“Nuclear” is not a dirty word
3 Oct 2014
By 2030 literally dozens of small, modular nuclear reactors will be dotted around Australia, according to a leading world energy authority.
In welcoming the federal government’s Energy Green Paper, Tony Irwin, Chairman of Engineers Australia’s Nuclear Engineering Panel, said nuclear power was now on the table.
Speaking ahead of his address to All-Energy Australia at the Melbourne Convention and Exhibition Centre on October 15th and 16th, Mr Irwin says “small modular reactors (SMRs) could really be a game changer for Australia.”
Mr Irwin, who spent 30 years in the UK operating large-scale nuclear plants before joining the Australian Nuclear Science and Technology Organisation, says “they are particularly suitable for remote areas and small transmission grids.
“Being small, SMRs have natural safety and would readily survive a Fukushima tragedy.”
Economically, Mr Irwin says they are commensurate with other energy generation technologies.
“They cost about $5 million per megawatt installed, with a typical plant about 100 megawatts, so that equates to an outlay of half a billion dollars in today’s terms.”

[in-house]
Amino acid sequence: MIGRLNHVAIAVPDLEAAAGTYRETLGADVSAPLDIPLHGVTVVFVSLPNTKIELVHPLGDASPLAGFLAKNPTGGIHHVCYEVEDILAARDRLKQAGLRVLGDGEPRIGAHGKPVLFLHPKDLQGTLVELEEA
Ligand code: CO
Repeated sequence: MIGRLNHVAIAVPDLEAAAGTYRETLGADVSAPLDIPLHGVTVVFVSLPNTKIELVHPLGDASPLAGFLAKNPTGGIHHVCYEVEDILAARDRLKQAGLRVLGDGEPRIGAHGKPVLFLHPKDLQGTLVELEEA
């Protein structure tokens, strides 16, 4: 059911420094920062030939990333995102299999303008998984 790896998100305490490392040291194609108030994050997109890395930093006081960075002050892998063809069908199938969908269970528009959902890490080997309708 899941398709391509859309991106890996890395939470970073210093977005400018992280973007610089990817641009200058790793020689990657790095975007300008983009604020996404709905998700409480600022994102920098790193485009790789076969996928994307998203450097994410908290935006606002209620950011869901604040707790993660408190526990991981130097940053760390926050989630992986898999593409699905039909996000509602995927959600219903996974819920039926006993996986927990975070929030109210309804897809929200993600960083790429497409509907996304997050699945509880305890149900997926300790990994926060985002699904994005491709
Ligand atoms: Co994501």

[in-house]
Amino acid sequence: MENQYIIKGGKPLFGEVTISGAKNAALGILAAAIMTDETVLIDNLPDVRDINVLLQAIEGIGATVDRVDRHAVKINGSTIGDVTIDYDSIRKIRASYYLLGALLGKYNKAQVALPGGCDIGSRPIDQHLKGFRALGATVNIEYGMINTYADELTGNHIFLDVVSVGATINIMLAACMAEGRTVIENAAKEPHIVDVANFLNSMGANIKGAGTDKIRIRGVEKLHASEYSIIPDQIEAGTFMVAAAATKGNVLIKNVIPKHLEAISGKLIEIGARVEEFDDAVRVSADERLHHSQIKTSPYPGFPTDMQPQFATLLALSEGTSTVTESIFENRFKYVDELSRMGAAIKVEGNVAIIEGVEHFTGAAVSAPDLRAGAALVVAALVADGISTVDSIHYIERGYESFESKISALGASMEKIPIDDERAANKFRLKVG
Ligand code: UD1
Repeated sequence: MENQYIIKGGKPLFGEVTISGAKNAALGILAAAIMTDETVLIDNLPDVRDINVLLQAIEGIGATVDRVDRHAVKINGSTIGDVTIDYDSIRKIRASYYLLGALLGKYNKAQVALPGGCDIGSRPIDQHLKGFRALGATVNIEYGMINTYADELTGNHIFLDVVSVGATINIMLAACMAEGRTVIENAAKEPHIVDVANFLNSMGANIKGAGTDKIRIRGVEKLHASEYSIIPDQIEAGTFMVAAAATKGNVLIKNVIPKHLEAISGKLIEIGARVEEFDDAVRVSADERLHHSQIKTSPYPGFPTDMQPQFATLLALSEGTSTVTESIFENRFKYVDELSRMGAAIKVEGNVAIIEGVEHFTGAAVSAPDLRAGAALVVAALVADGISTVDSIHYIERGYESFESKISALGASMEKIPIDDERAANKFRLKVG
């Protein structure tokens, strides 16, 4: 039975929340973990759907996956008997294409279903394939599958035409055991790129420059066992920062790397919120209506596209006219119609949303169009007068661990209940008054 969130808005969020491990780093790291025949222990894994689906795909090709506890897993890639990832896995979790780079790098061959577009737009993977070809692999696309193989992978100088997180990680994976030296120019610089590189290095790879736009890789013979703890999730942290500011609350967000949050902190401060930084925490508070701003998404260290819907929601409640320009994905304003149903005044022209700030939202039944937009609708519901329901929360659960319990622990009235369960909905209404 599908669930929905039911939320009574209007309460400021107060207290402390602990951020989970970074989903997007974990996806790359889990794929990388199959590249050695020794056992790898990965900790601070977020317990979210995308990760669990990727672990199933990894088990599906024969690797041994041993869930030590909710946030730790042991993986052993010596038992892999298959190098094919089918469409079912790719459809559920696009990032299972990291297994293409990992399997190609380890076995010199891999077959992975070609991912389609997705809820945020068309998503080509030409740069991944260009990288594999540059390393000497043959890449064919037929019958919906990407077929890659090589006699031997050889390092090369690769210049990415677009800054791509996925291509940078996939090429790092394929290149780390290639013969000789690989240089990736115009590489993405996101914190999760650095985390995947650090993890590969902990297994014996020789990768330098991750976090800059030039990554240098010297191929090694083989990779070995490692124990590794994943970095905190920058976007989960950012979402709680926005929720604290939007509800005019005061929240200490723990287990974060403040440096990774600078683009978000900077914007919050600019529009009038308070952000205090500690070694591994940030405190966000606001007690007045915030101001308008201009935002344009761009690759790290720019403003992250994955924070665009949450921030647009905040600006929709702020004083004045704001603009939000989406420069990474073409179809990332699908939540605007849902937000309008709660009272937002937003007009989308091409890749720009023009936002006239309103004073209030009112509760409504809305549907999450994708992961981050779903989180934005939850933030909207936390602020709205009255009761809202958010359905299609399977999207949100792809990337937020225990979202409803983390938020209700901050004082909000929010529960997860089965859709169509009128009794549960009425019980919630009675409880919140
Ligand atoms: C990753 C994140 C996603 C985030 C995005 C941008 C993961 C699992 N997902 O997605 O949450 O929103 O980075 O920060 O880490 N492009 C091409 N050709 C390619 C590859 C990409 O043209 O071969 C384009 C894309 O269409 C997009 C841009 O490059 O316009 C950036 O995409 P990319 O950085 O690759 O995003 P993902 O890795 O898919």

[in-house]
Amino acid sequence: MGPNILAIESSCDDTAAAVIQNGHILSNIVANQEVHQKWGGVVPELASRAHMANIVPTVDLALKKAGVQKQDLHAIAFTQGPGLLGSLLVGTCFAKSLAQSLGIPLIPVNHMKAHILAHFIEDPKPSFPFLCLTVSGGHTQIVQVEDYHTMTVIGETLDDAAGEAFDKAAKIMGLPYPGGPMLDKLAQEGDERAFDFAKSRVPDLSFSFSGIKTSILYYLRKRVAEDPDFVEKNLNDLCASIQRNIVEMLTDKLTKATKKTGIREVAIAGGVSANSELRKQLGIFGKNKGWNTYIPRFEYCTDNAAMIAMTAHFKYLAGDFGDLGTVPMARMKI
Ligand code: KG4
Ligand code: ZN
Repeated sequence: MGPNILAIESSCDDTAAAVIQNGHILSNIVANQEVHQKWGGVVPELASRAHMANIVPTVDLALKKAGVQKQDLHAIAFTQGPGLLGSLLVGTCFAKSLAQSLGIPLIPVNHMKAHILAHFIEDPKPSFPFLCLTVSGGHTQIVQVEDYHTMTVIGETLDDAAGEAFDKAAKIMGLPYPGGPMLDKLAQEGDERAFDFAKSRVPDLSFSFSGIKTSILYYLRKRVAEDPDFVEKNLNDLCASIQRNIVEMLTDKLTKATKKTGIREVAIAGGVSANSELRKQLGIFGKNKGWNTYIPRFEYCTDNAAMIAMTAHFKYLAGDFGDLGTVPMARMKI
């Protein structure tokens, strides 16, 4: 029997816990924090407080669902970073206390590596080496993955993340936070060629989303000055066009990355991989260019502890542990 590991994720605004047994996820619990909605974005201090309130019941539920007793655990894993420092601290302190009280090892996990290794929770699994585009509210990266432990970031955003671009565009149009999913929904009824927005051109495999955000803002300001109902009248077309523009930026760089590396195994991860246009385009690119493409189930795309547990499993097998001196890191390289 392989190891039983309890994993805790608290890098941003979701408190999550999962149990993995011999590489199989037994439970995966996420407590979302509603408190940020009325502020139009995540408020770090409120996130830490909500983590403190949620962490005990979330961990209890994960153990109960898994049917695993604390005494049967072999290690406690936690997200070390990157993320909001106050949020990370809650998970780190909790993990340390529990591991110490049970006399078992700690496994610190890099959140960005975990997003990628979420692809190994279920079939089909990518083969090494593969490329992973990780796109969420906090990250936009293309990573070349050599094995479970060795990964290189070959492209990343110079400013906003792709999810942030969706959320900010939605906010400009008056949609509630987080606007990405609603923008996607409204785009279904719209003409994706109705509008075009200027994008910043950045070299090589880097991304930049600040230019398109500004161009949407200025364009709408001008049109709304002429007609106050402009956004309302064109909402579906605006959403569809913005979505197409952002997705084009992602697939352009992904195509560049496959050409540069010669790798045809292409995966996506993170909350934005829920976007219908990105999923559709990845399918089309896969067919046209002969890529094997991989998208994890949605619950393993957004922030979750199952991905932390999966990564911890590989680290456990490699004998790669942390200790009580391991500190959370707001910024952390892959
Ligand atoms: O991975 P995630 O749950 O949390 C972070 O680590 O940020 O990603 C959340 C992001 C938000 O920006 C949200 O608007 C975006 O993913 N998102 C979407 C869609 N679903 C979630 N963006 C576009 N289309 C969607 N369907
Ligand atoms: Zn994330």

In fact, the Australian Energy Technology Assessment conducted by the Bureau of Resources and Energy Economics last year found that nuclear is the lowest cost base-load low emissions technology.
Mr Irwin says with the process that is taking place now, Australia should be in a position to build small nuclear power stations by 2020.
He will tell All-Energy delegates that timing is perfect because by then we will be looking for new electricity generation and dozens of these small nuclear plants will be built.
Mr Irwin says “long-term, high-level radioactive waste is no longer an issue because countries like Finland and Sweden have shown that deep geological disposal is now practical.”
But he acknowledges that greater education is needed so people won’t automatically associate a modern nuclear reactor with disaster and environmental degradation.
Mr Irwin says Olympic Dam in South Australia is a perfect site for one of these readily transportable modular nuclear power plants.
“There are also a lot of other places at the edge of the grid in rural and remote Australia that need energy support, so they too would be suitable,” Mr Irwin says.
The Energy Green Paper is open for public comment until November 4th, with the government to draft a White Paper soon after, which is expected to be the foundation stone for future energy policy.
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